Immigration Crackdown Also Snares Americans -
A growing number of United States citizens have been detained under Obama administration programs intended to detect illegal immigrants who are arrested by local police officers.  In a spate of recent cases across the country, American citizens have been confined in local jails after federal immigration agents, acting on flawed information from Department of Homeland Security databases, instructed the police to hold them for investigation and possible deportation.  Americans said their vehement protests that they were citizens went unheard by local police officers and jailers for days, with no communication with federal immigration agents to clarify the situation. Any case where an American is held, even briefly, for immigration investigation is a potential wrongful arrest because immigration agents lack legal authority to detain citizens…

Report Takes Aim at ‘Model Minority’ Stereotype of Asian-American Students -

There are many problems with the "model minority" stereotype that negatively effects Asians and other minorities alike. This particular report focuses on the large numbers of Asians who are NOT doing well...
The report, by New York University, the College Boardand a commission of mostly Asian-American educators and community leaders, largely avoids the debates over both affirmative action and the heavy representation of Asian-Americans at the most selective colleges. But it pokes holes in stereotypes about Asian-Americans and Pacific Islanders, including the perception that they cluster in science, technology, engineering and math. And it points out that the term "Asian-American" is extraordinarily broad, embracing members of many ethnic groups.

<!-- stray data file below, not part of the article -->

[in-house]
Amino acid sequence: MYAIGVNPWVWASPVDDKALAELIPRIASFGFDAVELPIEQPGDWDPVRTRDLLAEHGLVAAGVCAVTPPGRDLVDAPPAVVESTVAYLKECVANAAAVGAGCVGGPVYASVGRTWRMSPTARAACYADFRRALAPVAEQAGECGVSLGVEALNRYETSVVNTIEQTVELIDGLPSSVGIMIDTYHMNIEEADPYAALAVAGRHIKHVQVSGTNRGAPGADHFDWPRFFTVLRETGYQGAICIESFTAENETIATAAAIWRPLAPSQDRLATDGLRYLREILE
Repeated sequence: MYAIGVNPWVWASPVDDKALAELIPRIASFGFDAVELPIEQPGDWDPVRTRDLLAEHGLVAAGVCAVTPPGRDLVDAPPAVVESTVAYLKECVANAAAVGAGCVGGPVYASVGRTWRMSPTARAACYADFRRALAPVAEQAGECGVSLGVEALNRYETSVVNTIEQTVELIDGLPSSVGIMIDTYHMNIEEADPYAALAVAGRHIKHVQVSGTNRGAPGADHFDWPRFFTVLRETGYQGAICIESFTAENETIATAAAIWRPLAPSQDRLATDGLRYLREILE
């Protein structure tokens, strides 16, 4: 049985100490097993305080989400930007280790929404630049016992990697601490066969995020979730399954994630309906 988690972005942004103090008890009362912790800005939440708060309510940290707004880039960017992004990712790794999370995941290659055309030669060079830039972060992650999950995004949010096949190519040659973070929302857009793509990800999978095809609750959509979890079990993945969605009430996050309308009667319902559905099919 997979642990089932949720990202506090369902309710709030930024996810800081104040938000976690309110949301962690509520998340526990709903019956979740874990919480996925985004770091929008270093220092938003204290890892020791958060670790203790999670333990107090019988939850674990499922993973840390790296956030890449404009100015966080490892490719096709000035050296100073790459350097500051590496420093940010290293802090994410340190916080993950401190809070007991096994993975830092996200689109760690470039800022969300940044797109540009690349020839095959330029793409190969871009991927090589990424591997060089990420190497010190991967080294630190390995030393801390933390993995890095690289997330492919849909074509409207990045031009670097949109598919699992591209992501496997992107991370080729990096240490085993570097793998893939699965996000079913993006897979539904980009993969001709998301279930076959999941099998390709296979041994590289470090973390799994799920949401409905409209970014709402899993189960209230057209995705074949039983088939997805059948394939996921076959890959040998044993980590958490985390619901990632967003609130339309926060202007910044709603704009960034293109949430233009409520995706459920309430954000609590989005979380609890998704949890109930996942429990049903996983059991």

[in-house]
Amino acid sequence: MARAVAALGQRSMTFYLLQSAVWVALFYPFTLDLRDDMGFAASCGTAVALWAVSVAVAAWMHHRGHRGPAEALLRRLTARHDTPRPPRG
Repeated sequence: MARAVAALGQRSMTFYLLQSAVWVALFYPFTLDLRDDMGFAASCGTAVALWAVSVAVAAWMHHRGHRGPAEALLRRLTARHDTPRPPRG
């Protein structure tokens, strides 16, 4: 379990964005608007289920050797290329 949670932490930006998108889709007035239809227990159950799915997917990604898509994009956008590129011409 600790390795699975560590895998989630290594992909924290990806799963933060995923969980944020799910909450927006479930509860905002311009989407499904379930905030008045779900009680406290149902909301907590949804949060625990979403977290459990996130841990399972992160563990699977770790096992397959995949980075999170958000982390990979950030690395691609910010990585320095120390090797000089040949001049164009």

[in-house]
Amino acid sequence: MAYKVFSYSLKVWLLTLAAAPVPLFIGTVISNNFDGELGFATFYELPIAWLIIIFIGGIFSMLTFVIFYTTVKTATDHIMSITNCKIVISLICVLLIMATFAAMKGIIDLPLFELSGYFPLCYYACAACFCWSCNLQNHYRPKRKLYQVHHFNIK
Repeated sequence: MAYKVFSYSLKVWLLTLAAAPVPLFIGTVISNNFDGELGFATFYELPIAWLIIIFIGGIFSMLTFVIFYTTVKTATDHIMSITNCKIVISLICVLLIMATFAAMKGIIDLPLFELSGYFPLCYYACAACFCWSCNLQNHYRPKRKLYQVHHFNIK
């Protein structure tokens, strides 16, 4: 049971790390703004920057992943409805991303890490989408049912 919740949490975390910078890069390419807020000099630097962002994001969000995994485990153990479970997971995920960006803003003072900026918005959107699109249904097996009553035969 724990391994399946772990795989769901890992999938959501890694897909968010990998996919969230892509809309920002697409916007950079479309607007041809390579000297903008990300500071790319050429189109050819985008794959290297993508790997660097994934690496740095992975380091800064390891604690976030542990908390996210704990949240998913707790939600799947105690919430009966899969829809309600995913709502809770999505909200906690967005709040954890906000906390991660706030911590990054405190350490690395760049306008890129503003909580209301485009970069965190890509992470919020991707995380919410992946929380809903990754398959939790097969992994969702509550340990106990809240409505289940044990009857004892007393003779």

China rising, yellow peril, and poverty

In recent years, the refrain, "China owns us (the United States)" has become a common refrain. I often hear this comment from students and in everyday social encounters. A casual perusal of popular news media seems to reinforce this line of thinking. However, I think such arguments reflect a subtext of racism and insecurity more than reality. As we watch small pockets of immense wealth emerge in China combined with the insecurity of declining American wealth and influence, we are seeing a revival of the "yellow peril" syndrome that was so much a part of western demonization of China in the past. 
To be clear, I am not suggesting that concerns about environmental destruction as China industrializes, overpopulation, or declining manufacturing in the US are not serious issues. Rather, I suggest that we have to pay careful attention to how questions and arguments are framed so that they do not demonize an entire people.
To put things into context about whether "C…

Dominicans' dance with want - Le Monde diplomatique - English edition

The reasons why people move are incredibly complex. They go far beyond an individual's or even family's desire for better themselves economically. Consider the following comments by David Brotherton, a criminologist, sociologist, and specialist of the Caribbean.
"But what are Dominicans fleeing from? In this general election year this question focuses our attention on the plight of this nation: it is now 49 years since the country was last led by a truly independent politician, Juan Bosch, in 1963. This extraordinary intellectual and man of unimpeachable character was duly dispensed by Washington, in league with its local allies, for his efforts to bring a popular democracy to a country that had been brutally and dictatorially ruled by Trujillo for more than three decades. Bosch's commitment to land reform, an anti-colonial foreign policy, and openly democratic elections were simply too unpalatable for the US fearful of a freedom-hungry Caribbean four years after the …